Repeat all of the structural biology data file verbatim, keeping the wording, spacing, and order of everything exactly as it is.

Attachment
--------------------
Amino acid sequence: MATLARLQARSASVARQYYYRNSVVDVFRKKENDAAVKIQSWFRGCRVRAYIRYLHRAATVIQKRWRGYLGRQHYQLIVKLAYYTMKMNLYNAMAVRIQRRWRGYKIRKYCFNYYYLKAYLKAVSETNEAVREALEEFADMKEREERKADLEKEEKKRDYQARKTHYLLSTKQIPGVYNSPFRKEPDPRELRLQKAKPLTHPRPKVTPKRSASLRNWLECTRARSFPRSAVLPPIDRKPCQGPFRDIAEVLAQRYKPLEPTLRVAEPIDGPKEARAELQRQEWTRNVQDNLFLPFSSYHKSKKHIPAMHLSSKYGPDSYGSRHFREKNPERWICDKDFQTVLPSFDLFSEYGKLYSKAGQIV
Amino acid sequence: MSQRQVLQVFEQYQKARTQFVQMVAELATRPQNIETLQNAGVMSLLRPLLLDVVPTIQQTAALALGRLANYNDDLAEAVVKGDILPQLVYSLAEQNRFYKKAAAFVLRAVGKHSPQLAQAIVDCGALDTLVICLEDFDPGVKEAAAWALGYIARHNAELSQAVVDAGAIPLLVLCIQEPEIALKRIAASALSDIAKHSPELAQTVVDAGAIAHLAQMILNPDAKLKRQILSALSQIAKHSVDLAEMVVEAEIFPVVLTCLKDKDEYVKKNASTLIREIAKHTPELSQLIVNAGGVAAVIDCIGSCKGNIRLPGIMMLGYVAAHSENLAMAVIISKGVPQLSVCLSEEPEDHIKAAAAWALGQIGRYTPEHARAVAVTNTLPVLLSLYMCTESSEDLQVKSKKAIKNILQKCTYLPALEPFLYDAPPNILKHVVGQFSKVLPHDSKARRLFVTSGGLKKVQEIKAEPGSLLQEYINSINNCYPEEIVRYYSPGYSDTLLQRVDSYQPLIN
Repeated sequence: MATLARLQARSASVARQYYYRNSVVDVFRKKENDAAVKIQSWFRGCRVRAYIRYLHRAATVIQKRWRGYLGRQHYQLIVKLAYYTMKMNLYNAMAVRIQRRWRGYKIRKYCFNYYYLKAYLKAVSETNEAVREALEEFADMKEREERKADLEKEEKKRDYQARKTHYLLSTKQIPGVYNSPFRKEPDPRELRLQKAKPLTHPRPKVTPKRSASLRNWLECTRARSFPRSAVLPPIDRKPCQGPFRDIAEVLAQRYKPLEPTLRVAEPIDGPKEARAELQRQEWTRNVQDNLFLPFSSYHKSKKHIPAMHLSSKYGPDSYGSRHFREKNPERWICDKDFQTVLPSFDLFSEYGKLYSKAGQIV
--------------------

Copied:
Amino acid sequence: MATLARLQARSASVARQYYYRNSVVDVFRKKENDAAVKIQSWFRGCRVRAYIRYLHRAATVIQKRWRGYLGRQHYQLIVKLAYYTMKMNLYNAMAVRIQRRWRGYKIRKYCFNYYYLKAYLKAVSETNEAVREALEEFADMKEREERKADLEKEEKKRDYQARKTHYLLSTKQIPGVYNSPFRKEPDPRELRLQKAKPLTHPRPKVTPKRSASLRNWLECTRARSFPRSAVLPPIDRKPCQGPFRDIAEVLAQRYKPLEPTLRVAEPIDGPKEARAELQRQEWTRNVQDNLFLPFSSYHKSKKHIPAMHLSSKYGPDSYGSRHFREKNPERWICDKDFQTVLPSFDLFSEYGKLYSKAGQIV
Amino acid sequence: MSQRQVLQVFEQYQKARTQFVQMVAELATRPQNIETLQNAGVMSLLRPLLLDVVPTIQQTAALALGRLANYNDDLAEAVVKGDILPQLVYSLAEQNRFYKKAAAFVLRAVGKHSPQLAQAIVDCGALDTLVICLEDFDPGVKEAAAWALGYIARHNAELSQAVVDAGAIPLLVLCIQEPEIALKRIAASALSDIAKHSPELAQTVVDAGAIAHLAQMILNPDAKLKRQILSALSQIAKHSVDLAEMVVEAEIFPVVLTCLKDKDEYVKKNASTLIREIAKHTPELSQLIVNAGGVAAVIDCIGSCKGNIRLPGIMMLGYVAAHSENLAMAVIISKGVPQLSVCLSEEPEDHIKAAAAWALGQIGRYTPEHARAVAVTNTLPVLLSLYMCTESSEDLQVKSKKAIKNILQKCTYLPALEPFLYDAPPNILKHVVGQFSKVLPHDSKARRLFVTSGGLKKVQEIKAEPGSLLQEYINSINNCYPEEIVRYYSPGYSDTLLQRVDSYQPLIN
Repeated sequence: MATLARLQARSASVARQYYYRNSVVDVFRKKENDAAVKIQSWFRGCRVRAYIRYLHRAATVIQKRWRGYLGRQHYQLIVKLAYYTMKMNLYNAMAVRIQRRWRGYKIRKYCFNYYYLKAYLKAVSETNEAVREALEEFADMKEREERKADLEKEEKKRDYQARKTHYLLSTKQIPGVYNSPFRKEPDPRELRLQKAKPLTHPRPKVTPKRSASLRNWLECTRARSFPRSAVLPPIDRKPCQGPFRDIAEVLAQRYKPLEPTLRVAEPIDGPKEARAELQRQEWTRNVQDNLFLPFSSYHKSKKHIPAMHLSSKYGPDSYGSRHFREKNPERWICDKDFQTVLPSFDLFSEYGKLYSKAGQIV